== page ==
Dubai: First Abu Dhabi Bank (FAB), the United Arab Emirates’ biggest lender, said on Thursday it had considered a bid for London-listed Standard Chartered but was no longer doing so.
Bloomberg had earlier reported that FAB had been exploring an offer for Standard Chartered as part of a plan aimed at building an emerging markets bank, driving StanChart shares up as much as 20 per cent.
The shares pared the gains to trade up 7 per cent at 1451 GMT following FAB’s statement that it was no longer pursuing a potential deal.
The Abu Dhabi lender said it had been in “the very early stages of evaluating a possible offer” for the emerging markets-focused bank.
Standard Chartered declined to comment on Thursday.
“Given StanChart has traded at relatively undemanding multiples for some time, as well as the fact that it has the benefit of a material surplus capital position, it is not surprising that it is seen as a takeover target,” said John Cronin, analyst at Goodbody.
StanChart, which operates in 59 markets worldwide and has around 85,000 staff, has struggled in recent years to increase its revenue after CEO Bill Winters spent the early part of his tenure repairing its balance sheet and slashing thousands of jobs.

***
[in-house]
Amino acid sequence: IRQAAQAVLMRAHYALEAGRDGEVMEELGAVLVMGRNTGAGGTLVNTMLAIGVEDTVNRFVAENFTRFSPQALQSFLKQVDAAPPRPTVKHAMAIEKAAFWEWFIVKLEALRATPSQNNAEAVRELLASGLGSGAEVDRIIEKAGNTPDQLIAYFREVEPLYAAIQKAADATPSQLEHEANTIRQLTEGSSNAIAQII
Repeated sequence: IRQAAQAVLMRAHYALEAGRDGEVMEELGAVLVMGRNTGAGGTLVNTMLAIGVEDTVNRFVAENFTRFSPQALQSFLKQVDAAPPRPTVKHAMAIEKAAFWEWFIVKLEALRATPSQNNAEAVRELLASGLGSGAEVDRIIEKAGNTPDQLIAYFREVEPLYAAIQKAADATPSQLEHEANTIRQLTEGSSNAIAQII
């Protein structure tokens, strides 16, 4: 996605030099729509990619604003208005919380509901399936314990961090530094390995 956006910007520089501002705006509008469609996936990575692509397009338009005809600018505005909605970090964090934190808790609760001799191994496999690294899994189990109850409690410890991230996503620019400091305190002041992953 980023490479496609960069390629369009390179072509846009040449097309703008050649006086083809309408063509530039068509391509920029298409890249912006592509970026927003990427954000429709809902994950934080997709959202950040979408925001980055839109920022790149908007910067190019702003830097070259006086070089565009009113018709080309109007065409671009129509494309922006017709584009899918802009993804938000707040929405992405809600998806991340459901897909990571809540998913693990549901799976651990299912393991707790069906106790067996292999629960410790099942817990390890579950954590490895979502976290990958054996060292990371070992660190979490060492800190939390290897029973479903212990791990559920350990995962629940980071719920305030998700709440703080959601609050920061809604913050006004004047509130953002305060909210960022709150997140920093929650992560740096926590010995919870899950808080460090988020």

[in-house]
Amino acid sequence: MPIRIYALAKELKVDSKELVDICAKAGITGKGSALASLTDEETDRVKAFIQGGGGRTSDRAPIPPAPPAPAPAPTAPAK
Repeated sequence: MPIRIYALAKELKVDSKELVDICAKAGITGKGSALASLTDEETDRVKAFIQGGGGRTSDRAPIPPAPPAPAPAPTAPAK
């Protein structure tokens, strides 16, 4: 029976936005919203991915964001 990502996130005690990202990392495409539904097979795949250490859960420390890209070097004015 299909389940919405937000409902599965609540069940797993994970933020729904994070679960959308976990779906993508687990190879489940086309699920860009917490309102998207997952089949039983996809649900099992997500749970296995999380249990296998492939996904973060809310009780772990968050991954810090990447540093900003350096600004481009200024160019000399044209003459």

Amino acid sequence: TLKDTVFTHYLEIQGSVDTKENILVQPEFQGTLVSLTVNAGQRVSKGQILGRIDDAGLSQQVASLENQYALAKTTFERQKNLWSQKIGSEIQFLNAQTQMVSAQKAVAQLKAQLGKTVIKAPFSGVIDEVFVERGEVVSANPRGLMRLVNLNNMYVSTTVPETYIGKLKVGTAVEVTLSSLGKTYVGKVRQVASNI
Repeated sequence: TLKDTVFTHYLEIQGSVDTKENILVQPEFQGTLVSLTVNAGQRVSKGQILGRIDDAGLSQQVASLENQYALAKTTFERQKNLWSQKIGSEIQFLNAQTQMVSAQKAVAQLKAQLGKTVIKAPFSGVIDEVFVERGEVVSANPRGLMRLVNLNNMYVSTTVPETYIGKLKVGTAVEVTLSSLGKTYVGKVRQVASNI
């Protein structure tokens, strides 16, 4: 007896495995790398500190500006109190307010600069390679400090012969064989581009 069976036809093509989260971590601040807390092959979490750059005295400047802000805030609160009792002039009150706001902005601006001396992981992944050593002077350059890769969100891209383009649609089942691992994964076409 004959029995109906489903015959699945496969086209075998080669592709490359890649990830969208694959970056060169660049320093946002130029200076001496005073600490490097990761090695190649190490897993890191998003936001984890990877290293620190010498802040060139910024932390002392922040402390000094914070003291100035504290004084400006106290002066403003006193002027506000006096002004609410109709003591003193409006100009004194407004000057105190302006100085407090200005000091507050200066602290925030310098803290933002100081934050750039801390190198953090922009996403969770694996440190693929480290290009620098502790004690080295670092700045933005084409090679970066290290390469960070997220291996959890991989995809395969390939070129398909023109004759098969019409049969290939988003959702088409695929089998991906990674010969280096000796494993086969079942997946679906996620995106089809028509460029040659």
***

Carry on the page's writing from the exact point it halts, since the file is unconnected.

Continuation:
The bank in October said rising interest rates should boost its income, allowing it to increase its revenue targets despite the weakening global economy.
StanChart has been the subject of periodic takeover rumours in media reports over the last decade, with Barclays and JPMorgan among potential suitors named in such stories, although no deal has ever come to pass.
Standard Chartered “is a bank that, while domiciled in the UK, is primarily focused on Asian, African and Middle Eastern markets,” said Stuart Cole, head macro economist at Equiti Capital.
“Given the pessimistic outlooks for the UK, US and EU at the moment, a take-over would give the buyer instant access to these largely developing and emerging markets and could therefore be seen as a good move strategically,” Cole said.
The Gulf region is witnessing an economic boom fuelled by higher oil prices, with sovereign wealth funds and banks on the hunt for deals amid a weakened global outlook.
Saudi National Bank in October announced it was investing up to $1.5 billion in Credit Suisse, representing a stake of up to 9.9 per cent.
FAB was created via a merger between National Bank of Abu Dhabi and First Gulf Bank in 2016. FAB has spent the last few years realising the fruits of that merger and revamping its branches with the new brand. The lender sources around half its deposits from the Abu Dhabi government and reported total assets of Dh1.15 trillion ($313.1 billion) as of end-September 2022.